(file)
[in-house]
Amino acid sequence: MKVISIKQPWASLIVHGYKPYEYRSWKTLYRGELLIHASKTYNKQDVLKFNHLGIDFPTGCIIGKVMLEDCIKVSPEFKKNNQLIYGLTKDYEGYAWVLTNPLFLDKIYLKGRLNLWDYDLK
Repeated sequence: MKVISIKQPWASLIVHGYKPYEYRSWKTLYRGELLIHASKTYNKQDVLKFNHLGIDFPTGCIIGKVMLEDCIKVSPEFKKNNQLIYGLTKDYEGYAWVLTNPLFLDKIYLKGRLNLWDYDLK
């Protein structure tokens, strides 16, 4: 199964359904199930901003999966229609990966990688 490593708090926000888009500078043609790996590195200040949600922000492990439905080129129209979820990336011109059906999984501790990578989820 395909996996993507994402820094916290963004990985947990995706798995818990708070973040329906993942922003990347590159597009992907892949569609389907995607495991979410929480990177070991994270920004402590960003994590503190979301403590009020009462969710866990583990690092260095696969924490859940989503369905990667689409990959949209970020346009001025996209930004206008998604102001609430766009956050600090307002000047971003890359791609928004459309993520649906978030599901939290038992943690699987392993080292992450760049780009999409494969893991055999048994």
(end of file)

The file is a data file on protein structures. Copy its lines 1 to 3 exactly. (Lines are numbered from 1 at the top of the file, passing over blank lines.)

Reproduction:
[in-house]
Amino acid sequence: MKVISIKQPWASLIVHGYKPYEYRSWKTLYRGELLIHASKTYNKQDVLKFNHLGIDFPTGCIIGKVMLEDCIKVSPEFKKNNQLIYGLTKDYEGYAWVLTNPLFLDKIYLKGRLNLWDYDLK
Repeated sequence: MKVISIKQPWASLIVHGYKPYEYRSWKTLYRGELLIHASKTYNKQDVLKFNHLGIDFPTGCIIGKVMLEDCIKVSPEFKKNNQLIYGLTKDYEGYAWVLTNPLFLDKIYLKGRLNLWDYDLK